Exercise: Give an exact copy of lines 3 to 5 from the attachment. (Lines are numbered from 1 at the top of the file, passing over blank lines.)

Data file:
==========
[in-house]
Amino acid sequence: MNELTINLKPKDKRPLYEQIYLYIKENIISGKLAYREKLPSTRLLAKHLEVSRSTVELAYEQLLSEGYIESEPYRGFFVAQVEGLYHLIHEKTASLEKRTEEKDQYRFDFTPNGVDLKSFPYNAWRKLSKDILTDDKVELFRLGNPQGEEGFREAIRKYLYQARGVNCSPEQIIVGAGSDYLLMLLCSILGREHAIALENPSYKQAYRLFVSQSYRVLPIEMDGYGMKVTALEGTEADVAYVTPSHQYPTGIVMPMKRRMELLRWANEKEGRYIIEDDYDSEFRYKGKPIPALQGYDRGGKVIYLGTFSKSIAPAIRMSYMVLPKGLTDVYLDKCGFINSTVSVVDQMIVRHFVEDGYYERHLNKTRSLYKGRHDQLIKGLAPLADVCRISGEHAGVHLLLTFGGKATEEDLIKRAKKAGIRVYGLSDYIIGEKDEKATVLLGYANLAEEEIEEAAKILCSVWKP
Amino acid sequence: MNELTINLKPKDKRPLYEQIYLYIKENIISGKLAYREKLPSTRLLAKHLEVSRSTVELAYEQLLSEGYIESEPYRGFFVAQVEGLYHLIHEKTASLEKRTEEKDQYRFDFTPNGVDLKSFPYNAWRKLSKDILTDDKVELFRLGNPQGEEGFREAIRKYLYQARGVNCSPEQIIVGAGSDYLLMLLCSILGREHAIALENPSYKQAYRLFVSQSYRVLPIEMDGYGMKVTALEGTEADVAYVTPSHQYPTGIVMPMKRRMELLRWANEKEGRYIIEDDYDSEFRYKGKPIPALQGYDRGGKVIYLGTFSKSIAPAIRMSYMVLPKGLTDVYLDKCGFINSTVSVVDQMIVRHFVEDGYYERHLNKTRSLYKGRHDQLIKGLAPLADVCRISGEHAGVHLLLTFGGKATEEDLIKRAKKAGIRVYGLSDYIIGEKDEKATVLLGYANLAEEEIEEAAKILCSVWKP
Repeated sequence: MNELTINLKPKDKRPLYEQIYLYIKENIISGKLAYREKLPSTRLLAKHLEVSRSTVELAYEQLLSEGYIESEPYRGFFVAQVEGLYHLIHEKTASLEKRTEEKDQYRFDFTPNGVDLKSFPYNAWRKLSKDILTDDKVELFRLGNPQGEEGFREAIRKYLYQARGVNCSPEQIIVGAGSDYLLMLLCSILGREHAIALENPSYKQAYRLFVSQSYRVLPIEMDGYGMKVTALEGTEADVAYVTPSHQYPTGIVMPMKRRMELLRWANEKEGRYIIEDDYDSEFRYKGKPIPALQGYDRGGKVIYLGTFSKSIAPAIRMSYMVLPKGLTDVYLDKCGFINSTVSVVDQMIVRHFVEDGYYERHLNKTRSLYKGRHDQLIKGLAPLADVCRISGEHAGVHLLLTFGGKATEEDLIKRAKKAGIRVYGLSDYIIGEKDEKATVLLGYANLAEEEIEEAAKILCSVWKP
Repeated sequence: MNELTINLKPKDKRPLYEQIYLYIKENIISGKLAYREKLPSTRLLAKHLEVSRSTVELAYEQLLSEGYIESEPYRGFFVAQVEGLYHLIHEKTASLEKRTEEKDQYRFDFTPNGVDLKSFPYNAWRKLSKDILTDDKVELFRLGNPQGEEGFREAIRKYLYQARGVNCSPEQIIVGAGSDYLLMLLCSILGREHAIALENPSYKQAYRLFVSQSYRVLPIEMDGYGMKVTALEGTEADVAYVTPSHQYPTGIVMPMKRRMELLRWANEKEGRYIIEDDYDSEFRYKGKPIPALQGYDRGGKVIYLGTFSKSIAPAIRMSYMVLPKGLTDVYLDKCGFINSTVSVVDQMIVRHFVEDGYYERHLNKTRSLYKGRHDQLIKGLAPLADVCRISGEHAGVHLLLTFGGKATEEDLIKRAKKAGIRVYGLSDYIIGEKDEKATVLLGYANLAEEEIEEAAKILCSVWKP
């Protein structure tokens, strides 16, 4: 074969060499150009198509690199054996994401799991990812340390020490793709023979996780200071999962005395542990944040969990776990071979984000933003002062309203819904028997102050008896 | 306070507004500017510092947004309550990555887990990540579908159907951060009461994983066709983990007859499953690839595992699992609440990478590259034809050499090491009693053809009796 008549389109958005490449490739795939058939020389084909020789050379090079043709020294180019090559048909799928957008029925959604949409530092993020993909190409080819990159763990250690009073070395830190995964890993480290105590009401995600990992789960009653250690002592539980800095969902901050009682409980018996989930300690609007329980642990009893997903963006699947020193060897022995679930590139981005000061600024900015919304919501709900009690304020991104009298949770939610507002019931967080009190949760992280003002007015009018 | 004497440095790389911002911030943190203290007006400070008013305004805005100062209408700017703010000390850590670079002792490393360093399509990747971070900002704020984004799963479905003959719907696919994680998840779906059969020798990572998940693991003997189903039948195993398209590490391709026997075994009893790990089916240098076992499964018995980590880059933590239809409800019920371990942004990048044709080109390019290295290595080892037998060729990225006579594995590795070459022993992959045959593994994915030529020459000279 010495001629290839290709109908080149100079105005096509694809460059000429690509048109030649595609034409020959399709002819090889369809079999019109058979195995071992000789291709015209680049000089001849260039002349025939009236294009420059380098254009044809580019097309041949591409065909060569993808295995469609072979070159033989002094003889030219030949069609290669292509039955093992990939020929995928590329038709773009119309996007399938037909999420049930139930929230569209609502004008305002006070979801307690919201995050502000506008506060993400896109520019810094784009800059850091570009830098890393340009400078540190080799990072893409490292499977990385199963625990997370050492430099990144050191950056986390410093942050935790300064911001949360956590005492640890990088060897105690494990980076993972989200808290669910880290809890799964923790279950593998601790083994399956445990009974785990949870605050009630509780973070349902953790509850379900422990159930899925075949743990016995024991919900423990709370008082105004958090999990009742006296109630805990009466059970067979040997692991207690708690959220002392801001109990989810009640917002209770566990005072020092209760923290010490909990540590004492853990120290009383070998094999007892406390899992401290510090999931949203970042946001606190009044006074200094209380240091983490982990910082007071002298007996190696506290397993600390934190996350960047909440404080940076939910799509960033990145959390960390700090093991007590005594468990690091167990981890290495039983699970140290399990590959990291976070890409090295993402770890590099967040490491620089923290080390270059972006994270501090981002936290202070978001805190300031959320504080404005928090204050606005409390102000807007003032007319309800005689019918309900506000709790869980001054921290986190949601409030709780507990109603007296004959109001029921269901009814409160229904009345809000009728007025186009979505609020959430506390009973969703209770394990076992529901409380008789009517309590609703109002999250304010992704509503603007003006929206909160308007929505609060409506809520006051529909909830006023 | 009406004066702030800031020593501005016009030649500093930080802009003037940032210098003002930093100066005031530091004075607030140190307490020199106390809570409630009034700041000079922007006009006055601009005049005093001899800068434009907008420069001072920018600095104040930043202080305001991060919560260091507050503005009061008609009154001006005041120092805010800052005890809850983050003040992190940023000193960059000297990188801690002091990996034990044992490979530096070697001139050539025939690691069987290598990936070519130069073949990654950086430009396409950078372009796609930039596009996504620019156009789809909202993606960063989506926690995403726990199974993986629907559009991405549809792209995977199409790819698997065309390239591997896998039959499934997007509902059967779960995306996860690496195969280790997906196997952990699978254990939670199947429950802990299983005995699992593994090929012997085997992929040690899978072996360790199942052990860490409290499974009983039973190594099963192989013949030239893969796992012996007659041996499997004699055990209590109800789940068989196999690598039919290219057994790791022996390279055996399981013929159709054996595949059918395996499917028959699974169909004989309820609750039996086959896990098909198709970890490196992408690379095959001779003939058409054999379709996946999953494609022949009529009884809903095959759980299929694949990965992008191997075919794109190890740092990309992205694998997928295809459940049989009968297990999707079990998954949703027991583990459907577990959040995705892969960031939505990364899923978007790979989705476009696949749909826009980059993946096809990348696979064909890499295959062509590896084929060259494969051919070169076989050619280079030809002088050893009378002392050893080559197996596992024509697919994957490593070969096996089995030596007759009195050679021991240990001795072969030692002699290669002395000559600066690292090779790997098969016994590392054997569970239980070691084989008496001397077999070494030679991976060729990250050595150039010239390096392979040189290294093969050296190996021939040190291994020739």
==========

Amino acid sequence: MNELTINLKPKDKRPLYEQIYLYIKENIISGKLAYREKLPSTRLLAKHLEVSRSTVELAYEQLLSEGYIESEPYRGFFVAQVEGLYHLIHEKTASLEKRTEEKDQYRFDFTPNGVDLKSFPYNAWRKLSKDILTDDKVELFRLGNPQGEEGFREAIRKYLYQARGVNCSPEQIIVGAGSDYLLMLLCSILGREHAIALENPSYKQAYRLFVSQSYRVLPIEMDGYGMKVTALEGTEADVAYVTPSHQYPTGIVMPMKRRMELLRWANEKEGRYIIEDDYDSEFRYKGKPIPALQGYDRGGKVIYLGTFSKSIAPAIRMSYMVLPKGLTDVYLDKCGFINSTVSVVDQMIVRHFVEDGYYERHLNKTRSLYKGRHDQLIKGLAPLADVCRISGEHAGVHLLLTFGGKATEEDLIKRAKKAGIRVYGLSDYIIGEKDEKATVLLGYANLAEEEIEEAAKILCSVWKP
Repeated sequence: MNELTINLKPKDKRPLYEQIYLYIKENIISGKLAYREKLPSTRLLAKHLEVSRSTVELAYEQLLSEGYIESEPYRGFFVAQVEGLYHLIHEKTASLEKRTEEKDQYRFDFTPNGVDLKSFPYNAWRKLSKDILTDDKVELFRLGNPQGEEGFREAIRKYLYQARGVNCSPEQIIVGAGSDYLLMLLCSILGREHAIALENPSYKQAYRLFVSQSYRVLPIEMDGYGMKVTALEGTEADVAYVTPSHQYPTGIVMPMKRRMELLRWANEKEGRYIIEDDYDSEFRYKGKPIPALQGYDRGGKVIYLGTFSKSIAPAIRMSYMVLPKGLTDVYLDKCGFINSTVSVVDQMIVRHFVEDGYYERHLNKTRSLYKGRHDQLIKGLAPLADVCRISGEHAGVHLLLTFGGKATEEDLIKRAKKAGIRVYGLSDYIIGEKDEKATVLLGYANLAEEEIEEAAKILCSVWKP
Repeated sequence: MNELTINLKPKDKRPLYEQIYLYIKENIISGKLAYREKLPSTRLLAKHLEVSRSTVELAYEQLLSEGYIESEPYRGFFVAQVEGLYHLIHEKTASLEKRTEEKDQYRFDFTPNGVDLKSFPYNAWRKLSKDILTDDKVELFRLGNPQGEEGFREAIRKYLYQARGVNCSPEQIIVGAGSDYLLMLLCSILGREHAIALENPSYKQAYRLFVSQSYRVLPIEMDGYGMKVTALEGTEADVAYVTPSHQYPTGIVMPMKRRMELLRWANEKEGRYIIEDDYDSEFRYKGKPIPALQGYDRGGKVIYLGTFSKSIAPAIRMSYMVLPKGLTDVYLDKCGFINSTVSVVDQMIVRHFVEDGYYERHLNKTRSLYKGRHDQLIKGLAPLADVCRISGEHAGVHLLLTFGGKATEEDLIKRAKKAGIRVYGLSDYIIGEKDEKATVLLGYANLAEEEIEEAAKILCSVWKP